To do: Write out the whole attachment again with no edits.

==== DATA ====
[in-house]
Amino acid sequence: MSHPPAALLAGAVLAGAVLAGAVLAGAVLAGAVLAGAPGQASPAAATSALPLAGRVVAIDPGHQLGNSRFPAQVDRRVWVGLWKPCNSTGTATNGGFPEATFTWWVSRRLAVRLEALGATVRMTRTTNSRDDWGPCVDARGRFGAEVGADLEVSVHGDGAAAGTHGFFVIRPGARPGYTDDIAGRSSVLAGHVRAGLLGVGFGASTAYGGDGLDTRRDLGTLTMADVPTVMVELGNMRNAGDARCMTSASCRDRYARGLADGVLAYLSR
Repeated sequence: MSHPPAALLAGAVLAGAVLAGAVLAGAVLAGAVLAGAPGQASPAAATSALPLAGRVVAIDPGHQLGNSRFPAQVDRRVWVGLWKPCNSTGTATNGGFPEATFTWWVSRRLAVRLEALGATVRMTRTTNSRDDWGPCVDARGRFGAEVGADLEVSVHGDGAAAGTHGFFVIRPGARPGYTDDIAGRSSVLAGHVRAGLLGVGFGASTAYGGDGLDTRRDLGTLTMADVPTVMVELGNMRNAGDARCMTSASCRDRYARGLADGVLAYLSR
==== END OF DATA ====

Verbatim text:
[in-house]
Amino acid sequence: MSHPPAALLAGAVLAGAVLAGAVLAGAVLAGAVLAGAPGQASPAAATSALPLAGRVVAIDPGHQLGNSRFPAQVDRRVWVGLWKPCNSTGTATNGGFPEATFTWWVSRRLAVRLEALGATVRMTRTTNSRDDWGPCVDARGRFGAEVGADLEVSVHGDGAAAGTHGFFVIRPGARPGYTDDIAGRSSVLAGHVRAGLLGVGFGASTAYGGDGLDTRRDLGTLTMADVPTVMVELGNMRNAGDARCMTSASCRDRYARGLADGVLAYLSR
Repeated sequence: MSHPPAALLAGAVLAGAVLAGAVLAGAVLAGAVLAGAPGQASPAAATSALPLAGRVVAIDPGHQLGNSRFPAQVDRRVWVGLWKPCNSTGTATNGGFPEATFTWWVSRRLAVRLEALGATVRMTRTTNSRDDWGPCVDARGRFGAEVGADLEVSVHGDGAAAGTHGFFVIRPGARPGYTDDIAGRSSVLAGHVRAGLLGVGFGASTAYGGDGLDTRRDLGTLTMADVPTVMVELGNMRNAGDARCMTSASCRDRYARGLADGVLAYLSR